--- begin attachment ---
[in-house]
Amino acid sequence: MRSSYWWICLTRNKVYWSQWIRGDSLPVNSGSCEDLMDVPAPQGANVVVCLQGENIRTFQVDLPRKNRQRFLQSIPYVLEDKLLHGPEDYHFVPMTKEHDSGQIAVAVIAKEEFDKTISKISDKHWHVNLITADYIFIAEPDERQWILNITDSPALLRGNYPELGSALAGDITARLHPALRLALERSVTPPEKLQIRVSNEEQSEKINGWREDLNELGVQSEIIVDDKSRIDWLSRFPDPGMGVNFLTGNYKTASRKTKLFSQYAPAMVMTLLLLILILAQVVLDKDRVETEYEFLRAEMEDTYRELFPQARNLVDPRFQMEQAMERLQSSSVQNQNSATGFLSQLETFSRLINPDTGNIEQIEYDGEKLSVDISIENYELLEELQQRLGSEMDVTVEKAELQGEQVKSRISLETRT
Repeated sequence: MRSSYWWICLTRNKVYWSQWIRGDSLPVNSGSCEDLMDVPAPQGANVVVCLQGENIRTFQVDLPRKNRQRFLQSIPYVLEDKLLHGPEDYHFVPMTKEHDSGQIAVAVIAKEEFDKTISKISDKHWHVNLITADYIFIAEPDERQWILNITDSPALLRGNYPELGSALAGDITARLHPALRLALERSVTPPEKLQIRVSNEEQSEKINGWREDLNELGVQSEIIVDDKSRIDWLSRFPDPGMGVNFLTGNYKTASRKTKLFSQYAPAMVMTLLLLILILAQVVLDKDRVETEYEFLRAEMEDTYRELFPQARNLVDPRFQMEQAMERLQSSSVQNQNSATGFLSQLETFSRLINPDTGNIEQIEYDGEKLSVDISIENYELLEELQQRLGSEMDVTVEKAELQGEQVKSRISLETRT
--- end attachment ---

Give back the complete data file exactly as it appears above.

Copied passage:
[in-house]
Amino acid sequence: MRSSYWWICLTRNKVYWSQWIRGDSLPVNSGSCEDLMDVPAPQGANVVVCLQGENIRTFQVDLPRKNRQRFLQSIPYVLEDKLLHGPEDYHFVPMTKEHDSGQIAVAVIAKEEFDKTISKISDKHWHVNLITADYIFIAEPDERQWILNITDSPALLRGNYPELGSALAGDITARLHPALRLALERSVTPPEKLQIRVSNEEQSEKINGWREDLNELGVQSEIIVDDKSRIDWLSRFPDPGMGVNFLTGNYKTASRKTKLFSQYAPAMVMTLLLLILILAQVVLDKDRVETEYEFLRAEMEDTYRELFPQARNLVDPRFQMEQAMERLQSSSVQNQNSATGFLSQLETFSRLINPDTGNIEQIEYDGEKLSVDISIENYELLEELQQRLGSEMDVTVEKAELQGEQVKSRISLETRT
Repeated sequence: MRSSYWWICLTRNKVYWSQWIRGDSLPVNSGSCEDLMDVPAPQGANVVVCLQGENIRTFQVDLPRKNRQRFLQSIPYVLEDKLLHGPEDYHFVPMTKEHDSGQIAVAVIAKEEFDKTISKISDKHWHVNLITADYIFIAEPDERQWILNITDSPALLRGNYPELGSALAGDITARLHPALRLALERSVTPPEKLQIRVSNEEQSEKINGWREDLNELGVQSEIIVDDKSRIDWLSRFPDPGMGVNFLTGNYKTASRKTKLFSQYAPAMVMTLLLLILILAQVVLDKDRVETEYEFLRAEMEDTYRELFPQARNLVDPRFQMEQAMERLQSSSVQNQNSATGFLSQLETFSRLINPDTGNIEQIEYDGEKLSVDISIENYELLEELQQRLGSEMDVTVEKAELQGEQVKSRISLETRT